It would be difficult for us not to be somewhat disappointed by the Archbishop of Canterbury writing that he hoped that the current legislation allowing for the ordination of women to the episcopate would pass. This is a far cry from his speeches in the General Synod when he asked the Synod to ensure all sides could move forward together and be happy. It is clear to us that the legislation as it stands is not fit for purpose and will lead to many more years of debate and wrangling as we seek to create a Code of Practice, a code that inevitably will not do. There is a better way forward; a way forward that will be better for the Church but that will require a brave step and a desire to return to first principles and to listen to those of us who continue in conscience to oppose this innovation.

The Archbishop did once seem to have a grasp of our needs; indeed he seemed almost to support them as a way forward. In an interview given to the Church Times in November 2002 the Archbishop goes on record and says:

And maybe we ought to be thinking well in advance about what the possibilities are. Do we need a Third Province solution? That has got to be thought through from early on in the discussion, and not just in haste afterwards. We have to face the reality that a lot of people who still identify themselves as Anglicans will not want to be in the kind of structural relationship they are now in with the rest of the Communion. Do we facilitate that?

Things have clearly changed but we would urge the Archbishop and the General Synod to consider very carefully whether the Third Province option as set out in Consecrated Women? might not still be the best way forward.

The Archbishop spoke in his interview of his ‘sympathy’ with those who called for a Third Province; it is not too late to consider this again. Alarm bells must surely be ringing in the ears of those in Synod and at Lambeth when they read the recent statement from the Group for Rescinding the Act of Synod. Gras state that they support the motion and will be keeping a vigilant eye on how the word ‘respect’ is interpreted. This presumably means they will ensure it is not interpreted in our favour.

Of even more concern is this statement of the purposes of Gras:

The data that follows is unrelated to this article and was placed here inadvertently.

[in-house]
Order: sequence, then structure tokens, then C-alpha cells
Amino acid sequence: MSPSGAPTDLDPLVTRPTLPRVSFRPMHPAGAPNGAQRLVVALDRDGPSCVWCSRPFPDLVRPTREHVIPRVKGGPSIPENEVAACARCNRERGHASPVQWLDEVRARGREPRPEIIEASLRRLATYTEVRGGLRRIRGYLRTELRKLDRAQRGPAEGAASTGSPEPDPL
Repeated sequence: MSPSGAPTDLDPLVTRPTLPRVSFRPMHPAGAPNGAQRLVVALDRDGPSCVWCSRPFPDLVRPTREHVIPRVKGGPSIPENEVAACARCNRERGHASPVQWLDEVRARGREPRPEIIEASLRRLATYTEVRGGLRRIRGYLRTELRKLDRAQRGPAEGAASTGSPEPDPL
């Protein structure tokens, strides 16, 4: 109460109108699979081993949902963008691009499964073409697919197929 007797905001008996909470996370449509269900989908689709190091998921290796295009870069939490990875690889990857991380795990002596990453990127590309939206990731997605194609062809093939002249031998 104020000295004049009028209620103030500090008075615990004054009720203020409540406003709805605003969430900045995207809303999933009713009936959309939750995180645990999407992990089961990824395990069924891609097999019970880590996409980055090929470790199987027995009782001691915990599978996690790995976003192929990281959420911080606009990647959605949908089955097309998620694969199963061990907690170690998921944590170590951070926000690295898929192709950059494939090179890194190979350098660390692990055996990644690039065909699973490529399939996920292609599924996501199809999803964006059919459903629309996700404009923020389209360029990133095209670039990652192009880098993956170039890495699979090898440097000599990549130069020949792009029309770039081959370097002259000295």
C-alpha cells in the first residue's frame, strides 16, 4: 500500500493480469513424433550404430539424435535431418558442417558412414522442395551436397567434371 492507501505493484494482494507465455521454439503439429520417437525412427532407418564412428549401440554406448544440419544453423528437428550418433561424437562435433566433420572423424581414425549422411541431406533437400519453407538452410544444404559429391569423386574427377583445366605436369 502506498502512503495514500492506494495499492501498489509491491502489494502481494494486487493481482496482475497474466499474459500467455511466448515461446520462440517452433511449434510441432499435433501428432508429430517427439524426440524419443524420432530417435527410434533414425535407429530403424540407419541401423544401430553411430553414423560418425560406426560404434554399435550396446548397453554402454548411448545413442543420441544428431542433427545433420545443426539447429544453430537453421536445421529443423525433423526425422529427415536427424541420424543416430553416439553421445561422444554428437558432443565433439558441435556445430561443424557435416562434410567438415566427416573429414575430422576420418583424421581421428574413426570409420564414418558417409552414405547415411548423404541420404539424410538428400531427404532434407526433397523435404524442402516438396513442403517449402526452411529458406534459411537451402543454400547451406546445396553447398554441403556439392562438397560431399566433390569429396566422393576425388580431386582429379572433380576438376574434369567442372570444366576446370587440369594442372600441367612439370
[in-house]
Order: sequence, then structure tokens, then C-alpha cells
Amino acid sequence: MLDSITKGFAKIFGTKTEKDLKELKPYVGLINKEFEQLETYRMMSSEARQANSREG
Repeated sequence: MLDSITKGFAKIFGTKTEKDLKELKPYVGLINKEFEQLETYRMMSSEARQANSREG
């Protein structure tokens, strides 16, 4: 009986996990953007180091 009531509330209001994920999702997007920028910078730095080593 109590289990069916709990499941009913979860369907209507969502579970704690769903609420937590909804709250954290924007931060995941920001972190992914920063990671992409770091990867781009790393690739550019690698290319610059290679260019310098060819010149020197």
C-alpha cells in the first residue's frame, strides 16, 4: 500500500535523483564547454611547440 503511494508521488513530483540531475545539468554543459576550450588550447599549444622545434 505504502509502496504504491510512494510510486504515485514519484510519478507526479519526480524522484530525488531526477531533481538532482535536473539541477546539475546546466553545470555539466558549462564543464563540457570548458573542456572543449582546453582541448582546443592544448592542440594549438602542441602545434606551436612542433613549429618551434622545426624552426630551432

A commitment that, since the Church has accepted the principle of the orders of women as priests and bishops, in future all those being ordained should openly accept those orders as valid in accordance with the existing ecclesiastical rule (Canon A4).

At the National Assembly we were reminded of the importance of priestly vocations – ‘No priest, no future’ – and of the fact that 30 men attended a vocations conference for our constituency and in this edition of New Directions you can read Adam Wogan’s account of his vocational journey.

There can be no doubt that God is calling men to serve him in the Church and is calling men and women to a life in Christ in our parishes. Gras would see this wiped out; it would ensure that there would be no priests of our constituency. We may be asked to trust, but how can we trust when it is clear that Watch and Gras want no less than our complete removal from the Church of England?

Let us be clear, we believe and trust in what the Church has always believed, we hold true to the Apostolic faith, we have not changed and nor will we. For as long as God is sending us new vocations and new people in the faith there is a clear sign of hope for us.

We must look to the future in as clear and united way as possible. We cannot predict what the future will hold but we must pray and pray earnestly that the will of God will be done in the Church.

As the meeting of Synod approaches, do find time to pray for the Catholic Group and our Catholic bishops that they will find the strength and courage to remain true to the Catholic faith as we have received it. This is not the time for abstention or for capitulation, we seek a future for our children and our grandchildren and this legislation will not deliver that; nor will it deliver the unity and peace our Church so desperately needs.